Java 4 Ever

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Coolest Google search’s new feature

Cong’ to Google for changing the search results page layout.

There is one feature which that I find extremely useful.

The “anytime” one, where once can search for “pages” that has been updated in the last X month/weeks/days

Moreover, one can search for “pages” between a range , e.g. between last July to last Aug..

Why do I find it that useful?

1st because I sent such a “feature request” my self 🙂  (2 years ago!!!)

2nd, in many cases I found my self searching for some “event”, yet the first results were much older “pages” then those I expected, Especially the keyword “new” has no meaning since things were “new” back in 2005 as well.

e.g when you search for “new features in Java” you will probably get new features in JDK 1.4 as those pages have much higher PageRank, yet you probably searched for what’s new in Java for the last few months…NOW you can do that.

Another cool feature that solves the same problem is the “Sorted by date” feature

GoodJob

Quick JDK 8 Suggestion

JDK 7 is just behind that door, and I am really excited about all the goodies that it brings with it.

While I was trying to benchmark JDK7 vs. older JDKs, I realized that the GC(Garbage Collector) is an unknown factor, i.e. while some piece of code is running, one can never know if the GC is running in parallel , in such a case that specific iteration might take much more time, hence the benchmark data will get corrupted.

So my suggestion is adding an awesome new block type: (JDK 8!!!)

no Garbage Collection block – noGC

noGC{

//some code here;

}

catch(AlmostOutOfMemoryError err){

}

While the code inside the noGC block is running, it’s promised that the GC won’t run in parallel

The AlmostOutOfMemoryError will get thrown in case the Heap is X% full (whereas X is configurable as -xnogcf )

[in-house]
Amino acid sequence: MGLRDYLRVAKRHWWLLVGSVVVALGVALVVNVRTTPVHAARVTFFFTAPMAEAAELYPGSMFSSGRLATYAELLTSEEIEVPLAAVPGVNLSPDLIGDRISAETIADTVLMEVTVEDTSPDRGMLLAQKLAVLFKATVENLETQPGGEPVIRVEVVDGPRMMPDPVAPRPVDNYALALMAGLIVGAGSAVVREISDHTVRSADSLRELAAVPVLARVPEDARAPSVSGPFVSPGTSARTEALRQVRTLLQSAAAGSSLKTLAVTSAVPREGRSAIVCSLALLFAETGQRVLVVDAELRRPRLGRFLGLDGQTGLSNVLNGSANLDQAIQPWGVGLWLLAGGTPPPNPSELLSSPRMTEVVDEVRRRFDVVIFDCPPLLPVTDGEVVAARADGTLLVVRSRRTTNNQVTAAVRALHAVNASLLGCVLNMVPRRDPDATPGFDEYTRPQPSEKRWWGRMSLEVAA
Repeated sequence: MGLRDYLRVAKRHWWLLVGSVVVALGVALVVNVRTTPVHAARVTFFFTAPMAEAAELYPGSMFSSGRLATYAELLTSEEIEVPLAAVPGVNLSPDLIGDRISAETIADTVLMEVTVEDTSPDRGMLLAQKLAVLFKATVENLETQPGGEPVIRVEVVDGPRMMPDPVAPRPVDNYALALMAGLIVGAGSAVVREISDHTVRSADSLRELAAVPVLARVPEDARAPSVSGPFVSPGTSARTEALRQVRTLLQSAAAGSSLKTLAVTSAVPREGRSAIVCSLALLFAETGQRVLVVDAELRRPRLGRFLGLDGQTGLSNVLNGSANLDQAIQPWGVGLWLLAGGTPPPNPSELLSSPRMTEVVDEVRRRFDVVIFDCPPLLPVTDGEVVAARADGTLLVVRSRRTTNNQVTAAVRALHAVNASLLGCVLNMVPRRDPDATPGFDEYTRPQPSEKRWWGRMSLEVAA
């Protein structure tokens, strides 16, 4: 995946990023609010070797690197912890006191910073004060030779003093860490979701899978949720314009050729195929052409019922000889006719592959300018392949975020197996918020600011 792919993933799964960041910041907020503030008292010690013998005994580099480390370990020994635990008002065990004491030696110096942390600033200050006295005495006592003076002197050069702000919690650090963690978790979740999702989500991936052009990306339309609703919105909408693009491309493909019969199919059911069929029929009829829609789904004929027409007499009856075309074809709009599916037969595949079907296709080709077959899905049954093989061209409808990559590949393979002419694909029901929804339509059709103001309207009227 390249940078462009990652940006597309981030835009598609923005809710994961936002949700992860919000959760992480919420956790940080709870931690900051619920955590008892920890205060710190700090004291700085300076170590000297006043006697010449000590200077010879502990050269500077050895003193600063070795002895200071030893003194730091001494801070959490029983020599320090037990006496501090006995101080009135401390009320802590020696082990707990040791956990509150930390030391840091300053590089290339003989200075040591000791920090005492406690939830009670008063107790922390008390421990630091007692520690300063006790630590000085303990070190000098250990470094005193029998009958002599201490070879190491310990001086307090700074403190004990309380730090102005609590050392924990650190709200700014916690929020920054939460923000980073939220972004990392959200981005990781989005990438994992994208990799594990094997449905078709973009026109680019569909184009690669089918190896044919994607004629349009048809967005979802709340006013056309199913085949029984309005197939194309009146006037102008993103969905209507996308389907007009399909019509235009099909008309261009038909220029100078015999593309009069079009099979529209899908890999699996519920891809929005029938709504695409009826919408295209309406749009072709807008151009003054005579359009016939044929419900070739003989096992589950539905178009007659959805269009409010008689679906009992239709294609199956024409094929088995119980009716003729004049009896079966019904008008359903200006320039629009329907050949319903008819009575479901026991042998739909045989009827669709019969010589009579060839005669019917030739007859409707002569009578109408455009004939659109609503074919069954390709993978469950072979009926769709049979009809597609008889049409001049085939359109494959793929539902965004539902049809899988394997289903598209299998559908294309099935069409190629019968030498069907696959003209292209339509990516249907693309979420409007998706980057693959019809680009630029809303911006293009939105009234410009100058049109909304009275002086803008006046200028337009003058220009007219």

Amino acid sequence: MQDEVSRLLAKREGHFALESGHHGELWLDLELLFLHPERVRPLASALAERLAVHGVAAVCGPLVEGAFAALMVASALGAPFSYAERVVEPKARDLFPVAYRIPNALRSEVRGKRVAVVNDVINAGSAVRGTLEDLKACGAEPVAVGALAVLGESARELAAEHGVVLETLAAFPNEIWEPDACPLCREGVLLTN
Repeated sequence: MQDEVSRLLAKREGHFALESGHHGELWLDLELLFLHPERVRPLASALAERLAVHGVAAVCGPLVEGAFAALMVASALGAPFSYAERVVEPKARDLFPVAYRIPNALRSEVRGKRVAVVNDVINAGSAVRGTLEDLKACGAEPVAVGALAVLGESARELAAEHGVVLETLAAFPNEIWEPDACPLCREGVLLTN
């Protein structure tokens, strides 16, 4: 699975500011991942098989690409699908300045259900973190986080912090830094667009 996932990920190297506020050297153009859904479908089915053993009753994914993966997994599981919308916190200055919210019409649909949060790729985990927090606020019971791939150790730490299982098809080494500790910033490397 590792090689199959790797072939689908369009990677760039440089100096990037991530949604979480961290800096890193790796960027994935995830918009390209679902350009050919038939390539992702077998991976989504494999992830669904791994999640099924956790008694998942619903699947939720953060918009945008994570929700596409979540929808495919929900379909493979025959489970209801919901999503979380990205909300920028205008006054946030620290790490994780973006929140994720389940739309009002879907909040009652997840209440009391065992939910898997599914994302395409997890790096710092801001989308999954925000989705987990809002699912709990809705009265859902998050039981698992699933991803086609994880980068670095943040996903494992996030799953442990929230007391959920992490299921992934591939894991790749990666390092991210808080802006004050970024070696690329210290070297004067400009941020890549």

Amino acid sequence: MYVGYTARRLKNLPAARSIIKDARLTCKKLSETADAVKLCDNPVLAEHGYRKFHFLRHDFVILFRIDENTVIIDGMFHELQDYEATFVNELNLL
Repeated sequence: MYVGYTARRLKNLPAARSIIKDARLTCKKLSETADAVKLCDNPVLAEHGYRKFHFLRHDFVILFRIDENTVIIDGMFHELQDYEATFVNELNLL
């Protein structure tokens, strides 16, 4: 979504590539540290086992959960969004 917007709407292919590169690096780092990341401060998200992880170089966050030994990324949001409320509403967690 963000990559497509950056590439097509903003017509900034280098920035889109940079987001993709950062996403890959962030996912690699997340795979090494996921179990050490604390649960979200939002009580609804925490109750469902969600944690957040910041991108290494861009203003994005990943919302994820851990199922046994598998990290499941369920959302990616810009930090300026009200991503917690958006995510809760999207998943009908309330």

Just to be clear, it wouldn’t help me out with benchmarking since the older JDKs do not support it, yet that was the trigger..

how would such a block would work in a multi-threaded environment is another issue..

In my opinion applications with a tiny real-time need would benefit a lot using such a block, much more than all those real-time Java frameworks out there…

Would love to hear your opinion

A* implementation

“A*(A-star) is a best-first, graph search algorithm that finds the least cost path from a given initial node to one goal node It uses a distance-plus-cost heuristic function (usually denoted f(x)) to determine the order in which the search visits nodes in the tree.” (Wikipedia)

I implemented the A* algorithm few weeks ago in Java, I wonder what do you think about this impl, how can it be improved? mostly design and performance wise:

The A* main class

package org.simple.astar; 

import java.util.ArrayList;
import java.util.Collections;
import java.util.HashSet; 

import java.util.LinkedList;
import java.util.Set; 

public class AStar<S extends State> { 

 private S init;
 private S goal;
 private int expendedStates;
 private HuristicFunction<S> h;
 private ArrayList<S> openSet;
 private HashSet<S> closedSet; 

 public int getExpendedStates() {
 return expendedStates;
 } 

 public AStar(S init,S goal,HuristicFunction<S> h ){
   this.init = init;
   this.goal = goal;
   this.h = h;
   expendedStates = -1;
   init.setDistance(0);
 } 

 @SuppressWarnings("unchecked")
 public LinkedList<S> find(){
   HComparator hcomp = new HComparator(h,goal);
   openSet = new ArrayList<S>();
   closedSet = new HashSet<S>();
   S current = init;
   boolean foundOptimal = false;
   openSet.add(current);
   while(openSet.size()>0){
     Collections.sort(openSet, hcomp);//check
     current = openSet.get(0);
     ++expendedStates;
     foundOptimal = current.equals(goal);
     if(foundOptimal)
       break;
     removeState(current);
     Set<S> ne = current.getNeighbours();
     for (S state : ne){